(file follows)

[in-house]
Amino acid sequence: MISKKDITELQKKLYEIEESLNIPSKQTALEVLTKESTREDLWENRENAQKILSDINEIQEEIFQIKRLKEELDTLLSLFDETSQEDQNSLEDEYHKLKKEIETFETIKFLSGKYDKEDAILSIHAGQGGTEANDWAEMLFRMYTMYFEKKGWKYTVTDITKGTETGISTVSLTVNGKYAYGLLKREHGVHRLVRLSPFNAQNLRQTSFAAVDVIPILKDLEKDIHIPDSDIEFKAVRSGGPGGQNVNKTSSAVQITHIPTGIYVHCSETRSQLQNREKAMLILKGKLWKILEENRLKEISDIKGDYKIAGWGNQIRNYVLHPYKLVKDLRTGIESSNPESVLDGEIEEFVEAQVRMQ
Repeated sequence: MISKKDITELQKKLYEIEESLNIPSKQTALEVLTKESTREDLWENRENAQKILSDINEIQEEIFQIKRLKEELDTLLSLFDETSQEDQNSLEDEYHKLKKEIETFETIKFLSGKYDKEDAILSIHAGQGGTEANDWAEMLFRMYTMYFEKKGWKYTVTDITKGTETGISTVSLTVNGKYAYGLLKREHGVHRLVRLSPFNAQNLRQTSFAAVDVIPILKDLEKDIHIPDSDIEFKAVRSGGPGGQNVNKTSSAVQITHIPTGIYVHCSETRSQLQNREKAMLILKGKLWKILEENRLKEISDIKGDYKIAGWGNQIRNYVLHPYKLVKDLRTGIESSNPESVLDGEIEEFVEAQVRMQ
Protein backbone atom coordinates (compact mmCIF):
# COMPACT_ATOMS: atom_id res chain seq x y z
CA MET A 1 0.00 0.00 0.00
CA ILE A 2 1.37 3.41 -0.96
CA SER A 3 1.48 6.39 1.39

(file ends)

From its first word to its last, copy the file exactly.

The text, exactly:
[in-house]
Amino acid sequence: MISKKDITELQKKLYEIEESLNIPSKQTALEVLTKESTREDLWENRENAQKILSDINEIQEEIFQIKRLKEELDTLLSLFDETSQEDQNSLEDEYHKLKKEIETFETIKFLSGKYDKEDAILSIHAGQGGTEANDWAEMLFRMYTMYFEKKGWKYTVTDITKGTETGISTVSLTVNGKYAYGLLKREHGVHRLVRLSPFNAQNLRQTSFAAVDVIPILKDLEKDIHIPDSDIEFKAVRSGGPGGQNVNKTSSAVQITHIPTGIYVHCSETRSQLQNREKAMLILKGKLWKILEENRLKEISDIKGDYKIAGWGNQIRNYVLHPYKLVKDLRTGIESSNPESVLDGEIEEFVEAQVRMQ
Repeated sequence: MISKKDITELQKKLYEIEESLNIPSKQTALEVLTKESTREDLWENRENAQKILSDINEIQEEIFQIKRLKEELDTLLSLFDETSQEDQNSLEDEYHKLKKEIETFETIKFLSGKYDKEDAILSIHAGQGGTEANDWAEMLFRMYTMYFEKKGWKYTVTDITKGTETGISTVSLTVNGKYAYGLLKREHGVHRLVRLSPFNAQNLRQTSFAAVDVIPILKDLEKDIHIPDSDIEFKAVRSGGPGGQNVNKTSSAVQITHIPTGIYVHCSETRSQLQNREKAMLILKGKLWKILEENRLKEISDIKGDYKIAGWGNQIRNYVLHPYKLVKDLRTGIESSNPESVLDGEIEEFVEAQVRMQ
Protein backbone atom coordinates (compact mmCIF):
# COMPACT_ATOMS: atom_id res chain seq x y z
CA MET A 1 0.00 0.00 0.00
CA ILE A 2 1.37 3.41 -0.96
CA SER A 3 1.48 6.39 1.39